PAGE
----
View Full Version : Interactive mel execution, performance

08 August 2007, 09:47 PM

I have been trying to develop a couple of tools that work based on the approximation of, for instances, a locator (for instance scale spheres up).

The script works well... for a small number of objects. As soon as I increase the count, it starts becoming a very very slow operation.

I created an expression that is connected to the scale attributes of the spheres. The expression evaluates interactively, as I move the cursor around my scene. The technique becomes impractical when I increase the number to ... say 1000 objects. The objects themselves can be stripped to the minimum, such as poly cubes.

As I drag the locator and move it around, I can see that the expression is exeuted several times, so I thought maybe if I could get the code to execute only once per frame instead. I looked at the scriptJob command but from the get go the documentation states that they do not support the timeChanged event flag in playback mode... I thought maybe this approach would be more efficient as the code would only execute once per frame (such as the nCloth interactive playback feature).

I guess the only other option for me would be the API and writing a plug in, but I am not familiarized with the API and do not know C++. Am I stuck? Has anyone run into a similar roadblock? Performance wise, how can I get this to work? I am including code to illustrate my point. Just paste it in the script editor on a new scene and execute. Try modifying it by adding say, 100 of spheres...

As always, thanks to yall.

08 August 2007, 02:28 PM
If you want to go the API/node route and you have a version of Maya with Python then that may be an easier place to start with the API.

Here is a hacked up version of the API example that is in Maya's devkit.

import math, sys
import maya.OpenMaya as OpenMaya
import maya.OpenMayaMPx as OpenMayaMPx

kPluginNodeTypeName = "spSineNode"

sineNodeId = OpenMaya.MTypeId(0x87000)

# Node definition
class sineNode(OpenMayaMPx.MPxNode):
# class variables
input1 = OpenMaya.MObject()
input2 = OpenMaya.MObject()
output = OpenMaya.MObject()

def __init__(self):

def compute(self,plug,dataBlock):
if plug == sineNode.output or plug.parent() == sineNode.output:
input1Point = dataBlock.inputValue( sineNode.input1 ).asFloatVector()
input2Point = dataBlock.inputValue( sineNode.input2 ).asFloatVector()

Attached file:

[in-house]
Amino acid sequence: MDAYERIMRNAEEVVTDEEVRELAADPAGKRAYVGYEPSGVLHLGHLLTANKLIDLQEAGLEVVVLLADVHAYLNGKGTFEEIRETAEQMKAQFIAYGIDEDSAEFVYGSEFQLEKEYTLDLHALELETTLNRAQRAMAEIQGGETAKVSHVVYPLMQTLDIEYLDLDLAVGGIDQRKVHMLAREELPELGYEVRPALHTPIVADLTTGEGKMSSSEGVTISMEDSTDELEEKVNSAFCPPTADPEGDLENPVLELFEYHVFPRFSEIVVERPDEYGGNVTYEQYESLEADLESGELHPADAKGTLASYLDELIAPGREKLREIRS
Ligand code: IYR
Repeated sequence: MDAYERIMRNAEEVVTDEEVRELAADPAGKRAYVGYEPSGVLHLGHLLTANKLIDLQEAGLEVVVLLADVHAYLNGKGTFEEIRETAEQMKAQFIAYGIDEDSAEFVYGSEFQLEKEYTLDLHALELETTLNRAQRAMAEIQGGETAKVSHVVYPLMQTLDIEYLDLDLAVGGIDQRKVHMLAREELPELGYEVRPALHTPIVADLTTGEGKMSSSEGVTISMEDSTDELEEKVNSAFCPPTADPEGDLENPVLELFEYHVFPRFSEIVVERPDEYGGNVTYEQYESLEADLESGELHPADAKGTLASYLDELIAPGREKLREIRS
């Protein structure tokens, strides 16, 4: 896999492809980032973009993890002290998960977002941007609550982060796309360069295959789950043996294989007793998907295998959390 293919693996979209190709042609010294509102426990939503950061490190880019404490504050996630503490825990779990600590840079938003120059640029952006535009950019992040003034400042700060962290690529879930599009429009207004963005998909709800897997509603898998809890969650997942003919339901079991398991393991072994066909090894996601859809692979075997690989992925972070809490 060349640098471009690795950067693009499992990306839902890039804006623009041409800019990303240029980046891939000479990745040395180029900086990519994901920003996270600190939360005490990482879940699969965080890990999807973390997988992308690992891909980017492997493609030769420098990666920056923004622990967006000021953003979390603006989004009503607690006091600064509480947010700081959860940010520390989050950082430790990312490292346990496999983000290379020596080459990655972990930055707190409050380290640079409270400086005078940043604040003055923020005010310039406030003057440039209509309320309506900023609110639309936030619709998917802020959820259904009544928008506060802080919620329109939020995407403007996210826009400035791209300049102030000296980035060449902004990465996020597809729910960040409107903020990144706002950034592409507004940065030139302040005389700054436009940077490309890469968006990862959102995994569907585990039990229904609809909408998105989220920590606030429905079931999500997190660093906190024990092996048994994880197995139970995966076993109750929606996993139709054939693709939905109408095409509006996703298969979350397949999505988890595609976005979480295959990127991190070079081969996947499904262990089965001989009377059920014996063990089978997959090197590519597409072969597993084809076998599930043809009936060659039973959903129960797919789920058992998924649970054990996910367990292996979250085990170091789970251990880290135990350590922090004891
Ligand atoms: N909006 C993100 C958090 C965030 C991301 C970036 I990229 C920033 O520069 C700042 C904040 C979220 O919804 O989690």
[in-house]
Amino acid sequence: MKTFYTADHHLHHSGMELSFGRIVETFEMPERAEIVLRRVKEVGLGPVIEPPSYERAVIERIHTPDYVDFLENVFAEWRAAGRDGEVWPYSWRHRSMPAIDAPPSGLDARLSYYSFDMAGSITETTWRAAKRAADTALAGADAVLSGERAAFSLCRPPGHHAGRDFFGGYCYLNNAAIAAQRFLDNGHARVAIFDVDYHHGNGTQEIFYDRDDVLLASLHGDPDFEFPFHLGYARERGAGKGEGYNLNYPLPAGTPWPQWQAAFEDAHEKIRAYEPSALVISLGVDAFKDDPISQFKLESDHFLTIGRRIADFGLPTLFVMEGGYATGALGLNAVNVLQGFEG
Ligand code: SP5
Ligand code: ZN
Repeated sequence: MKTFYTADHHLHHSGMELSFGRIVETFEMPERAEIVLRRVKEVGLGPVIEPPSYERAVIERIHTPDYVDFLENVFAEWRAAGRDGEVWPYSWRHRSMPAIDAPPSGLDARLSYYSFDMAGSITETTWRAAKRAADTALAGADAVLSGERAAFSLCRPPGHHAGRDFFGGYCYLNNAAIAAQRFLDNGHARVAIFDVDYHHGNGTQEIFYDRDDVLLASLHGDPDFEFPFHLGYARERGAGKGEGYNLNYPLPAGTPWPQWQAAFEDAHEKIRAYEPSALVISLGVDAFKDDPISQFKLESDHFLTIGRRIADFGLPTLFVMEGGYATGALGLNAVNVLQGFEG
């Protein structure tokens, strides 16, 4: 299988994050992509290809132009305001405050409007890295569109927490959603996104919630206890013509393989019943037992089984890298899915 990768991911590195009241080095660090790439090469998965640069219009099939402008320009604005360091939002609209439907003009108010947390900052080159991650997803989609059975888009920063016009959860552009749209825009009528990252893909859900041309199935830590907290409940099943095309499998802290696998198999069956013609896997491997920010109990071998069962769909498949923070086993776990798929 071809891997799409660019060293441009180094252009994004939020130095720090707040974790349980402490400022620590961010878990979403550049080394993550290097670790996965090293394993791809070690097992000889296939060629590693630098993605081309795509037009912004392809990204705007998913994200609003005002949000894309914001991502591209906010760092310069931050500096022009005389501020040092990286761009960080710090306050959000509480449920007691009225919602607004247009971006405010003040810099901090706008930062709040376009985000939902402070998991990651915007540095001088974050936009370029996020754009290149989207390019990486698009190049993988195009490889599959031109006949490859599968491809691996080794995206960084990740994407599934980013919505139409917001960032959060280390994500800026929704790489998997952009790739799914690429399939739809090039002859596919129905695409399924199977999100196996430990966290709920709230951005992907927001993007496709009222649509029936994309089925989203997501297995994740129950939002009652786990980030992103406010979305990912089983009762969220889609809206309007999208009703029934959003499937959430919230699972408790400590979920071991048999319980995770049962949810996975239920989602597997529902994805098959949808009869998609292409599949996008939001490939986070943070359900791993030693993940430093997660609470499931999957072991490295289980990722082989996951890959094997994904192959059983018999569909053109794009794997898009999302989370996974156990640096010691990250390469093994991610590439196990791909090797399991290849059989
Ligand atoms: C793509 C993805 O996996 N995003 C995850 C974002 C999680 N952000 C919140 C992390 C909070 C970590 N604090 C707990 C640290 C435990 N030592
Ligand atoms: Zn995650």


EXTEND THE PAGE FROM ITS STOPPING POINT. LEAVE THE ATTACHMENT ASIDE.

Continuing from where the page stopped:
result = input1Point - input2Point

outputHandle = dataBlock.outputValue( sineNode.output )
outputHandle.setMFloatVector( result )
dataBlock.setClean( plug )

return OpenMaya.kUnknownParameter

# creator
def nodeCreator():
return OpenMayaMPx.asMPxPtr( sineNode() )

# initializer
def nodeInitializer():
# input1
nAttr = OpenMaya.MFnNumericAttribute()
sineNode.input1 = nAttr.createPoint( "input1", "in1" )

# input2
nAttr = OpenMaya.MFnNumericAttribute()
sineNode.input2 = nAttr.createPoint( "input2", "in2" )

# output
nAttr = OpenMaya.MFnNumericAttribute()
sineNode.output = nAttr.createPoint( "output", "out" )

# add attributes
sineNode.addAttribute( sineNode.input1 )
sineNode.addAttribute( sineNode.input2 )
sineNode.addAttribute( sineNode.output )

sineNode.attributeAffects( sineNode.input1, sineNode.output )
sineNode.attributeAffects( sineNode.input2, sineNode.output )
sys.stderr.write( "Failed to initialize node: %s" % kPluginNodeTypeName )

# initialize the script plug-in
def initializePlugin(mobject):
mplugin = OpenMayaMPx.MFnPlugin(mobject)
mplugin.registerNode( kPluginNodeTypeName, sineNodeId, nodeCreator, nodeInitializer )
sys.stderr.write( "Failed to register node: %s" % kPluginNodeTypeName )

# uninitialize the script plug-in
def uninitializePlugin(mobject):
mplugin = OpenMayaMPx.MFnPlugin(mobject)
mplugin.deregisterNode( sineNodeId )
sys.stderr.write( "Failed to deregister node: %s" % kPluginNodeTypeName )

...and a small mel script to test the node:

string $locator[] = `spaceLocator`;
string $locatorTransAttr = $locator[0] + ".translate";

seed 7777;

int $i = 0, $numObjs = 1000;
for ($i=0; $i<$numObjs; $i++)
string $nodeName = `createNode "spSineNode"`;
string $input1Attr = $nodeName + ".input1";
string $input2Attr = $nodeName + ".input2";
string $outputAttr = $nodeName + ".output";

string $obj[] = `polySphere -radius 1`;
move -a `rand 25` `rand 25` `rand 25`;

string $sphereTransAttr = $obj[0] + ".translate";
string $sphereScaleAttr = $obj[0] + ".scale";

connectAttr -f $locatorTransAttr $input1Attr;
connectAttr -f $sphereTransAttr $input2Attr;
connectAttr -f $outputAttr $sphereScaleAttr;

select $locator[0];

The Python should be pretty easy to follow.

The node has 3 attributes: input1, input2 and output which are all points/vectors. input1 and input2 both affect the output attribute. Creating the attributes and hooking up what affects what is in the nodeInitializer function.